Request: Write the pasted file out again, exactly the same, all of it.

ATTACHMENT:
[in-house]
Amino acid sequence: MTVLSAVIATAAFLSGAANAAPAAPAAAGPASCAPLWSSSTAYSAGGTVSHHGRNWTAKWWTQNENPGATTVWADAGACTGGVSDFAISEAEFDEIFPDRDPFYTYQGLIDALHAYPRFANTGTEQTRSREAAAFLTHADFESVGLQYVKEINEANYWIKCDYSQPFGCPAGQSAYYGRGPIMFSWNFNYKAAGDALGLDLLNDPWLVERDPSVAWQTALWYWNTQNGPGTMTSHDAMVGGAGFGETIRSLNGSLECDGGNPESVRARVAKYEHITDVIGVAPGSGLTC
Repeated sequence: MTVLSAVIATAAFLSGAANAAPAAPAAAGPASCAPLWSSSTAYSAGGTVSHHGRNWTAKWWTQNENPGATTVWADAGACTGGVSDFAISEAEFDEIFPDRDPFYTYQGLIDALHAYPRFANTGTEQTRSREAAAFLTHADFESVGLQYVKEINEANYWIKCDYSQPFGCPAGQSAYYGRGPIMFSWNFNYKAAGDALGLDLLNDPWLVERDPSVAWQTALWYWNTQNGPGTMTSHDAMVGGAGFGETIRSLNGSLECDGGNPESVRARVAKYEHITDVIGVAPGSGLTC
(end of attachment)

[in-house]
Amino acid sequence: MTVLSAVIATAAFLSGAANAAPAAPAAAGPASCAPLWSSSTAYSAGGTVSHHGRNWTAKWWTQNENPGATTVWADAGACTGGVSDFAISEAEFDEIFPDRDPFYTYQGLIDALHAYPRFANTGTEQTRSREAAAFLTHADFESVGLQYVKEINEANYWIKCDYSQPFGCPAGQSAYYGRGPIMFSWNFNYKAAGDALGLDLLNDPWLVERDPSVAWQTALWYWNTQNGPGTMTSHDAMVGGAGFGETIRSLNGSLECDGGNPESVRARVAKYEHITDVIGVAPGSGLTC
Repeated sequence: MTVLSAVIATAAFLSGAANAAPAAPAAAGPASCAPLWSSSTAYSAGGTVSHHGRNWTAKWWTQNENPGATTVWADAGACTGGVSDFAISEAEFDEIFPDRDPFYTYQGLIDALHAYPRFANTGTEQTRSREAAAFLTHADFESVGLQYVKEINEANYWIKCDYSQPFGCPAGQSAYYGRGPIMFSWNFNYKAAGDALGLDLLNDPWLVERDPSVAWQTALWYWNTQNGPGTMTSHDAMVGGAGFGETIRSLNGSLECDGGNPESVRARVAKYEHITDVIGVAPGSGLTC